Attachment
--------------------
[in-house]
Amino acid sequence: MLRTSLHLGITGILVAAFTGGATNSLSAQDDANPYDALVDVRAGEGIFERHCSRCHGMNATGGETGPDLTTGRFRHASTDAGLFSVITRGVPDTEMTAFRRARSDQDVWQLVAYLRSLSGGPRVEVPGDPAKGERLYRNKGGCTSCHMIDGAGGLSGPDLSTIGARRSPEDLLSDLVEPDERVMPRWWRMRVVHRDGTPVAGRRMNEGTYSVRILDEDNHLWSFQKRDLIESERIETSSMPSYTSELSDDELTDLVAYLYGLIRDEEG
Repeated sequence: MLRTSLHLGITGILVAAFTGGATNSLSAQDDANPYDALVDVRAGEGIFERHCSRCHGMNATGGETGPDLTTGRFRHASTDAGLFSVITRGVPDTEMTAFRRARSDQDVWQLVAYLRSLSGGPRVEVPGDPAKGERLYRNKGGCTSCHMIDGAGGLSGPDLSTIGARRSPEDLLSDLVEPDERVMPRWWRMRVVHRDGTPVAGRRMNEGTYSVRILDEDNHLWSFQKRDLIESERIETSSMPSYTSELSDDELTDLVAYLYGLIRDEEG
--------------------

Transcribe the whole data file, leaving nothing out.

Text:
[in-house]
Amino acid sequence: MLRTSLHLGITGILVAAFTGGATNSLSAQDDANPYDALVDVRAGEGIFERHCSRCHGMNATGGETGPDLTTGRFRHASTDAGLFSVITRGVPDTEMTAFRRARSDQDVWQLVAYLRSLSGGPRVEVPGDPAKGERLYRNKGGCTSCHMIDGAGGLSGPDLSTIGARRSPEDLLSDLVEPDERVMPRWWRMRVVHRDGTPVAGRRMNEGTYSVRILDEDNHLWSFQKRDLIESERIETSSMPSYTSELSDDELTDLVAYLYGLIRDEEG
Repeated sequence: MLRTSLHLGITGILVAAFTGGATNSLSAQDDANPYDALVDVRAGEGIFERHCSRCHGMNATGGETGPDLTTGRFRHASTDAGLFSVITRGVPDTEMTAFRRARSDQDVWQLVAYLRSLSGGPRVEVPGDPAKGERLYRNKGGCTSCHMIDGAGGLSGPDLSTIGARRSPEDLLSDLVEPDERVMPRWWRMRVVHRDGTPVAGRRMNEGTYSVRILDEDNHLWSFQKRDLIESERIETSSMPSYTSELSDDELTDLVAYLYGLIRDEEG